More tomorrow ๐Ÿ™‚

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Spar tangs

Finished the last spar, and started drilling holes in the tangs, before mounting them on the spar. A machined piece of aluminium is used see below,that will be riveted into the compression strut, joining the two spars. Two types of tangs are visible here, the thinner ones for the internal (in the wing) drag and anti drag cables, and the thicker ones for the landing and lift cables.

Will show you tomorrow what the fully assembled spars look like ๐Ÿ™‚

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Henk van Hoorn, The Netherlands

Henk, did fly his Bleriot in the centennial Channel crossing together with Pascal Kremer, who flies a Bleriot made from a kitset like mine, a few years ago ๐Ÿ™‚
Hi Gert,
Mooi project en veel succes gewenst. De kist gaat er steeds beter uitzien en het gaat vast perfect vliegen.
Mocht je belangstelling hebben voor inside info bv trim en wat je kunt verwachten tijdens het vliegen, mail dan gerust.
Henk
www.bleriot.nl

(Hi Gert,
Nice project and good luck with it. The bird is looking better every time, and will definitely fly perfect.
If you ever need inside information on what to expect while flying, please email me.
Henk)

I asked him about that Channel crossing and that was definitely one of his highlights !!

Spars

YES back on the wings ๐Ÿ™‚

 

After building all the ribs a few months ago, I now started working on the spars, that together with the compression struts form the skeleton for the wings.ย What I am doing now (see below) is drilling the 4 holes in each spar, where the compression struts are mounted. In order for all the holes to be in the same direction, I clamped the spar in the middle and basically move the electric drill press around.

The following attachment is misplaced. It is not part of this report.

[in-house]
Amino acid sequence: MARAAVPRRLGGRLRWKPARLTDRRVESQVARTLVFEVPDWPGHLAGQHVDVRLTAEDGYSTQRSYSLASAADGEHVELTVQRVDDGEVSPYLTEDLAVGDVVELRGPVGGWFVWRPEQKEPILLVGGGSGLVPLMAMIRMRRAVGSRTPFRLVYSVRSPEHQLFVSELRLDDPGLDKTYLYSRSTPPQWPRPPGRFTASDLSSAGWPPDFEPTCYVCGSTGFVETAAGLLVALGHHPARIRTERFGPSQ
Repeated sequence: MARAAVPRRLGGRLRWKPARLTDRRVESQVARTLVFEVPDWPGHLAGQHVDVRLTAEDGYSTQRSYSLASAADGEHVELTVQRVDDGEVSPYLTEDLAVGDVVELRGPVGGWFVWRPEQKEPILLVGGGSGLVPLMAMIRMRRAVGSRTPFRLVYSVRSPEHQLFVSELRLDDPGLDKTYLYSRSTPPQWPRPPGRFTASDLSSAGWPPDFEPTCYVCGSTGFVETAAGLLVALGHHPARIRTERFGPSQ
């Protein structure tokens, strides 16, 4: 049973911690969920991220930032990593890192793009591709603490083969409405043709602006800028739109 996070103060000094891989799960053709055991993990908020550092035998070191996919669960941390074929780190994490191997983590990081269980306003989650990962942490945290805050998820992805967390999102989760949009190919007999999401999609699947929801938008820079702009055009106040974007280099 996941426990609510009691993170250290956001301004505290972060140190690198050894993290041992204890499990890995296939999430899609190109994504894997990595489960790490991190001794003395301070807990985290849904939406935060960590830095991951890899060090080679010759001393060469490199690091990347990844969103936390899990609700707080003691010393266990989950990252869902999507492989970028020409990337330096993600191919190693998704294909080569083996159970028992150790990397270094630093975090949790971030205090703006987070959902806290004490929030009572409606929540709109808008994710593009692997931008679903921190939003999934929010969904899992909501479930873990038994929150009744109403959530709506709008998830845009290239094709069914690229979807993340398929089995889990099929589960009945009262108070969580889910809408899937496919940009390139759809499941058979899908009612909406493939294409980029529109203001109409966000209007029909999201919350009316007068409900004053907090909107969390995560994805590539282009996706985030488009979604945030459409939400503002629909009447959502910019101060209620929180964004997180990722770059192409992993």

At the end of the spar is a small extension that slides into the spar that I squashed, by heating it up a little and using the hammer to deform it. This is done now so I don’t have to do it later when its assembled. The tips are narrower as a 3/4″ tube is riveted in there, joining the leading edge of the wing to the trailing edge of the wing. You can just see one of them on the right side of the photo.

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The wing shape I am aiming for is shown in the drawing below. It is part of a drawing of the Bleriot that did the original Channel Crossing in 1909. This wing is a wing warping one. My one will have ailerons.

Very nice shape I think ๐Ÿ™‚

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Starting the Engine BBQ day

We had our Starting the Engine BBQ today!
People here were brother in-law Andy and his wife Sally, mother in-law Lesley, step son Sam with his family, Ayden one of my plane friends, 3 of my colleagues Phil, Warren and Andy with his wife Katy and son Bexter, the neighbors David & Ruby, Claire & Nigel and their kids. And last but not least Nicki (the wife ๐Ÿ™‚ ), and Lidia and Rutger (daughter and son).

Here is Lesley’s (my mother in-law) report on her website: